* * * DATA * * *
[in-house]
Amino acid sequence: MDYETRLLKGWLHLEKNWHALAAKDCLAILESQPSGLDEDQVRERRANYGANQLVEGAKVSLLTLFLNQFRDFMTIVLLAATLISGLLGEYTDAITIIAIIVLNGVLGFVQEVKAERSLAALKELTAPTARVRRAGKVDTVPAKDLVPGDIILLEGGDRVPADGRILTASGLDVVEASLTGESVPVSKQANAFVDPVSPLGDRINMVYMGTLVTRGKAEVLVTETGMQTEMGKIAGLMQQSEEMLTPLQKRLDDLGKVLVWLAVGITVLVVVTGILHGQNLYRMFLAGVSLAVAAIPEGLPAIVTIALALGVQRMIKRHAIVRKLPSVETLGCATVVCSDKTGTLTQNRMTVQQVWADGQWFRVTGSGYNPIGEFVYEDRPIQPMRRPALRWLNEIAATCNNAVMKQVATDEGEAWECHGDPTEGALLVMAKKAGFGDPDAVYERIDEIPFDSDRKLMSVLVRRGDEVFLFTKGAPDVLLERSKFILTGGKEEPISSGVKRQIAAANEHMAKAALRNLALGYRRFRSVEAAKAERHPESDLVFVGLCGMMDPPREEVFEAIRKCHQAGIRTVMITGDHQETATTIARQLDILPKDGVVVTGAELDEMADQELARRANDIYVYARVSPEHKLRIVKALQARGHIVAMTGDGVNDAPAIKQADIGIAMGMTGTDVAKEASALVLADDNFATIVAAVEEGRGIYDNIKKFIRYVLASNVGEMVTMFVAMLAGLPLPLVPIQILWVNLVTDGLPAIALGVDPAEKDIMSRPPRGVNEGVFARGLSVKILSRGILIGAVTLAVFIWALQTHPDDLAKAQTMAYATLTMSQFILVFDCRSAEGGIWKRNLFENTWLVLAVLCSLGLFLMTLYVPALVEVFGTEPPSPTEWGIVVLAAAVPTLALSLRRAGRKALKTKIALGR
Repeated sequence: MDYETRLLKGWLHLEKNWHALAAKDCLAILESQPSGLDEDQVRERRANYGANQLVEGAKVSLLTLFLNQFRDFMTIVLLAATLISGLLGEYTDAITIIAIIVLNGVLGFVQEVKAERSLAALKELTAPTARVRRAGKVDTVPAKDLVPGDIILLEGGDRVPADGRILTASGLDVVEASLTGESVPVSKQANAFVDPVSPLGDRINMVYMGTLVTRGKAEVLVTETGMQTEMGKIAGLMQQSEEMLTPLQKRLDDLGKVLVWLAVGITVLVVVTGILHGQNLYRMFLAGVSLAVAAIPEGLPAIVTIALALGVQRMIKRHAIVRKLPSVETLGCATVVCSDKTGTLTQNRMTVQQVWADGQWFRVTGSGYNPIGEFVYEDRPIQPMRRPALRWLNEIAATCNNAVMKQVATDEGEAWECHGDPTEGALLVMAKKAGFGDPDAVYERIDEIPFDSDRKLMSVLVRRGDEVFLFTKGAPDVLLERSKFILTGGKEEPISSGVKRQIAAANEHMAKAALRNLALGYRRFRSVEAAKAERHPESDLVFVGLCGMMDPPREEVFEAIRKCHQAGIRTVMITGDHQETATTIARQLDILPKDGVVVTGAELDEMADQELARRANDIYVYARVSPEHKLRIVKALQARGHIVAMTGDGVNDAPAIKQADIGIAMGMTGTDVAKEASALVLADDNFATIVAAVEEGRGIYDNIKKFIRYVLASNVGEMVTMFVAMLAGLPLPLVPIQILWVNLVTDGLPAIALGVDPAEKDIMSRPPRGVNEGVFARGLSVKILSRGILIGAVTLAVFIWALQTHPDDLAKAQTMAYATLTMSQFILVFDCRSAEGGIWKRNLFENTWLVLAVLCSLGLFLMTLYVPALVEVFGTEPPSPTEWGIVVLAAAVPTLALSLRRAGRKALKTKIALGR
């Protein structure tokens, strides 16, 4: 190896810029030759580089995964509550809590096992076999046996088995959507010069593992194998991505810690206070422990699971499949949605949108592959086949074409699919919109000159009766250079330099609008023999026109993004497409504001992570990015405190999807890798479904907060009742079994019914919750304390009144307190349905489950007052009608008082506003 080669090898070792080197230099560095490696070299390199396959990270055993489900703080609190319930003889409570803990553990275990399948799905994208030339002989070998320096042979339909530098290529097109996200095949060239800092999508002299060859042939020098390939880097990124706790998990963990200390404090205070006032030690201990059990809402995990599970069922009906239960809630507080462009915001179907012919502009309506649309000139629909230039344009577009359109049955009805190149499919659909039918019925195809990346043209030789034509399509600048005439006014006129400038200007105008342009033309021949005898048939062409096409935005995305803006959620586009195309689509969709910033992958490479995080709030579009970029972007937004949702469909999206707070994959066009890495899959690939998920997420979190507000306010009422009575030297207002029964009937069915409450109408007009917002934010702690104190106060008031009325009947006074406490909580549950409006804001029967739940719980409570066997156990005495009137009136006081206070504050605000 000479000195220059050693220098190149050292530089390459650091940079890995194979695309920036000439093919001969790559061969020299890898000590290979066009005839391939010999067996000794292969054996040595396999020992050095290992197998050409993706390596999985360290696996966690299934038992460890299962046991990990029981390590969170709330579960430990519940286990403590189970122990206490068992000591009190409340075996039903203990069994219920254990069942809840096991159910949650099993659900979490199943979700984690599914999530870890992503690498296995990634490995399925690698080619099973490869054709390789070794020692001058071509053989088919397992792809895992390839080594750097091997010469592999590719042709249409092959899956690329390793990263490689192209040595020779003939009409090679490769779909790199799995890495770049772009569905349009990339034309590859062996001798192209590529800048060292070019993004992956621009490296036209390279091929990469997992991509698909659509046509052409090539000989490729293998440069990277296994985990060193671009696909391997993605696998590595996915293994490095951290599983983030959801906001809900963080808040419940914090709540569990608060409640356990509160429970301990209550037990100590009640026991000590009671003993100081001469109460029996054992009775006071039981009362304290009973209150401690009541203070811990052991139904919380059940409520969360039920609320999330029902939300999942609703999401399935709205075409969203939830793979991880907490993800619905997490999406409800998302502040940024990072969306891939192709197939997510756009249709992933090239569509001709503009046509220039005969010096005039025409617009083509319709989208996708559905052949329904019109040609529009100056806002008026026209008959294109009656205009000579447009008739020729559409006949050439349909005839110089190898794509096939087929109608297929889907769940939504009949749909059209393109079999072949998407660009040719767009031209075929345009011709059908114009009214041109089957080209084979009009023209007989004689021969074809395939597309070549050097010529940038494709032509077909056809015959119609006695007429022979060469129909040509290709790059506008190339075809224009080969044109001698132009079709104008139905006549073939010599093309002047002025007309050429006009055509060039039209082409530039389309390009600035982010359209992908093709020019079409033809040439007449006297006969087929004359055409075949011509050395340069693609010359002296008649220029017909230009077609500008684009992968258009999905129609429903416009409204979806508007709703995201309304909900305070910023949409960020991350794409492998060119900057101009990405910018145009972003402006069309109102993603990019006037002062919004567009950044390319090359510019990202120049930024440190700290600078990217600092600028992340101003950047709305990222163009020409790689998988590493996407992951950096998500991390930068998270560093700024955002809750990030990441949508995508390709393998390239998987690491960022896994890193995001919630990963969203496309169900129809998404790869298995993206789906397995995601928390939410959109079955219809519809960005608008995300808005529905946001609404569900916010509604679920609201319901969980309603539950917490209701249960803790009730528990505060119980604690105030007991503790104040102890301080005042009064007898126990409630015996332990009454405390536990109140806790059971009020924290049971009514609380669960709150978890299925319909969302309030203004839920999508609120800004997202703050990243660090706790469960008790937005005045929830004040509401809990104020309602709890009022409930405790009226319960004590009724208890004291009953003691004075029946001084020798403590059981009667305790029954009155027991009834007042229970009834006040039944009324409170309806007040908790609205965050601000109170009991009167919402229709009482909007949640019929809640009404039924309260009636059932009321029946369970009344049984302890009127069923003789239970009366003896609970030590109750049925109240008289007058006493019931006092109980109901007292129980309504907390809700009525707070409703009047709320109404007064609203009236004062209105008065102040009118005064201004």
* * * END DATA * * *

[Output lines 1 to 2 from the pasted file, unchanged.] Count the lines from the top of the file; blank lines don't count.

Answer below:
[in-house]
Amino acid sequence: MDYETRLLKGWLHLEKNWHALAAKDCLAILESQPSGLDEDQVRERRANYGANQLVEGAKVSLLTLFLNQFRDFMTIVLLAATLISGLLGEYTDAITIIAIIVLNGVLGFVQEVKAERSLAALKELTAPTARVRRAGKVDTVPAKDLVPGDIILLEGGDRVPADGRILTASGLDVVEASLTGESVPVSKQANAFVDPVSPLGDRINMVYMGTLVTRGKAEVLVTETGMQTEMGKIAGLMQQSEEMLTPLQKRLDDLGKVLVWLAVGITVLVVVTGILHGQNLYRMFLAGVSLAVAAIPEGLPAIVTIALALGVQRMIKRHAIVRKLPSVETLGCATVVCSDKTGTLTQNRMTVQQVWADGQWFRVTGSGYNPIGEFVYEDRPIQPMRRPALRWLNEIAATCNNAVMKQVATDEGEAWECHGDPTEGALLVMAKKAGFGDPDAVYERIDEIPFDSDRKLMSVLVRRGDEVFLFTKGAPDVLLERSKFILTGGKEEPISSGVKRQIAAANEHMAKAALRNLALGYRRFRSVEAAKAERHPESDLVFVGLCGMMDPPREEVFEAIRKCHQAGIRTVMITGDHQETATTIARQLDILPKDGVVVTGAELDEMADQELARRANDIYVYARVSPEHKLRIVKALQARGHIVAMTGDGVNDAPAIKQADIGIAMGMTGTDVAKEASALVLADDNFATIVAAVEEGRGIYDNIKKFIRYVLASNVGEMVTMFVAMLAGLPLPLVPIQILWVNLVTDGLPAIALGVDPAEKDIMSRPPRGVNEGVFARGLSVKILSRGILIGAVTLAVFIWALQTHPDDLAKAQTMAYATLTMSQFILVFDCRSAEGGIWKRNLFENTWLVLAVLCSLGLFLMTLYVPALVEVFGTEPPSPTEWGIVVLAAAVPTLALSLRRAGRKALKTKIALGR